Background: Tattooing has become increasingly popular, particularly among young people. However, little is known about the tattoo practices in North-East India. Objectives: The primary objective of this study was to know the reasons and motivations of tattoo application and tattoo removal in individuals asking for tattoo removal. The secondary objective was to identify the demography, methods and safety of tattoo practices in these tattooed individuals. Materials and Methods: A hospital-based cross-sectional study was carried out in 212 consecutive individuals seeking tattoo removal. Chi-square and Fisher's exact tests were performed for intergroup comparisons. Results: There were 178 (84%) males and 34 (16%) females. The mean ± standard deviation (SD) age of individuals seeking tattoo removal was 21.8 ± 4 years. The mean ± SD age of doing tattoo was 15.8 ± 3 years. Most individuals possessed an amateur tattoo (94.3%), 4.2% a professional one and 1.4% had a combination. Sewing needle was the most common instrument used for making tattoos in 51.4%. The individuals made their tattoos in an unsterile manner in 49.1%. The most common reason for doing tattoo was for fashion in 87.7%. The participants wanted tattoo removal to qualify for jobs, especially in armed forces in 49.5% and due to regret in 21.7%. Black was the most preferred colour in 37.3% followed by green in 28.3%. The fabric ink was the choice of ink in maximum number of individuals, i.e. 93.9%. Limitations: It was a hospital-based study done only on individuals seeking tattoo removal. It needs caution to generalise the findings in population. In addition, there may be recall bias in the participants. Conclusion: The tattoo was done mostly below 18 years of age in a crude unsterile way. The individuals had poor risk perceptions about various infections and complications of tattooing. There is an urgent need to caution and educate the youngsters and school-going children about safe tattooing and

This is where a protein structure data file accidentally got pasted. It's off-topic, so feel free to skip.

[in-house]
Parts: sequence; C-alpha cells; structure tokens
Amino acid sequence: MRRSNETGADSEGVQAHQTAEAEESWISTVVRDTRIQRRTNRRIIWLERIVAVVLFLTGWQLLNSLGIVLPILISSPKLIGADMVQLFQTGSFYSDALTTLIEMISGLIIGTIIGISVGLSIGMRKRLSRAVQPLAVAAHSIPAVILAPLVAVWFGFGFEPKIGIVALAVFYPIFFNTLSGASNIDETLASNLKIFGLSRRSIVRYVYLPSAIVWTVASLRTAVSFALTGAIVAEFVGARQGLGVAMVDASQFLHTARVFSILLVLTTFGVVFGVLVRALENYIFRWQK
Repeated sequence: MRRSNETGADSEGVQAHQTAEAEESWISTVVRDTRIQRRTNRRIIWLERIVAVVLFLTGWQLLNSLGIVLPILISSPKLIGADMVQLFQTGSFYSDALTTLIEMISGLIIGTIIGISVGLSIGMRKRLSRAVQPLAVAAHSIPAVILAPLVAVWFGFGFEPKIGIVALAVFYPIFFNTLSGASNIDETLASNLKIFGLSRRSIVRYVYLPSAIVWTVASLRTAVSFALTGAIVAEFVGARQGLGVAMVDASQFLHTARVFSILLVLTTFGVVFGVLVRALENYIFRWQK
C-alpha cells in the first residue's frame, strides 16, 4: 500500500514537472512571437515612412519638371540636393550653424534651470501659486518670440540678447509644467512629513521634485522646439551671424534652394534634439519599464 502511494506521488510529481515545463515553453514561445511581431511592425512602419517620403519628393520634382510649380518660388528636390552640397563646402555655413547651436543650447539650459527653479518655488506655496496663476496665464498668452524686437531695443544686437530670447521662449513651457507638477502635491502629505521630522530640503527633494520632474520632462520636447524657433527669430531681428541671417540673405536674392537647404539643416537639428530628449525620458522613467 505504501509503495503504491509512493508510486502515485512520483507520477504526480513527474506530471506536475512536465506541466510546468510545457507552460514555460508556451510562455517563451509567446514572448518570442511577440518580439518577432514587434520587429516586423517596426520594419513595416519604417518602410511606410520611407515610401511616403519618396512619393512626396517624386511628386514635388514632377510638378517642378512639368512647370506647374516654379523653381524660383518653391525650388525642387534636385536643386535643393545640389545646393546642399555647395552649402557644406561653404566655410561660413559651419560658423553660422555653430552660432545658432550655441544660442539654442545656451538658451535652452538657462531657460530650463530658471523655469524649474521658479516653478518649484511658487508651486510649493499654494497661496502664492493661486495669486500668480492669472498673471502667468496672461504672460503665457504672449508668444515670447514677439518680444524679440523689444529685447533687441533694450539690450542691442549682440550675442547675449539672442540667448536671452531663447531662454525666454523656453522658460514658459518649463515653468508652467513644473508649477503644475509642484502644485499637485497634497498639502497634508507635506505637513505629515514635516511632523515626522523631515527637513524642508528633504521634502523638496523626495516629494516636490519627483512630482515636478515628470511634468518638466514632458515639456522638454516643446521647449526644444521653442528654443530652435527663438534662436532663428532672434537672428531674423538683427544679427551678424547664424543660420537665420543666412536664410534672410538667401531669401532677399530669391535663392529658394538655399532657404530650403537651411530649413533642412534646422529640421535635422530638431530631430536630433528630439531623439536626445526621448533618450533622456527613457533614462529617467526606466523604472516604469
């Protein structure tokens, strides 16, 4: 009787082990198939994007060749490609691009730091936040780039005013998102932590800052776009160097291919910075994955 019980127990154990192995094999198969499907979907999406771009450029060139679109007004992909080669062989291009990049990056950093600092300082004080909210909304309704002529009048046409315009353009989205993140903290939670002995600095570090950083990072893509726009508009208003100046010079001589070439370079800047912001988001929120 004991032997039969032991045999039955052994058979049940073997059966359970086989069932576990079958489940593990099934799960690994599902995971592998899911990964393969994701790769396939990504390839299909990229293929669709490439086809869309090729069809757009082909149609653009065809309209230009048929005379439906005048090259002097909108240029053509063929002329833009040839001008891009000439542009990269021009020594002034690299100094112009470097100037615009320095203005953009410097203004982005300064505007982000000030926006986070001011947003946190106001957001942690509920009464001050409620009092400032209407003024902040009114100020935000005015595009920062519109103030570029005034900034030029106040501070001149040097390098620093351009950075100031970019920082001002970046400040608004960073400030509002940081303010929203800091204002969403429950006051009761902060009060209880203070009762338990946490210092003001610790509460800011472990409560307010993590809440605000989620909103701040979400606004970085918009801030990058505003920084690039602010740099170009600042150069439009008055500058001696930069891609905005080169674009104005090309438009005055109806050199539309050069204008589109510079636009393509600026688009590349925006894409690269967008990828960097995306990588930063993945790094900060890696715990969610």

10. Genome-wide association study of pigmentary traits (skin and iris color in individuals of East Asian ancestry

    Directory of Open Access Journals (Sweden)

    Lida Rawofi

    2017-11-01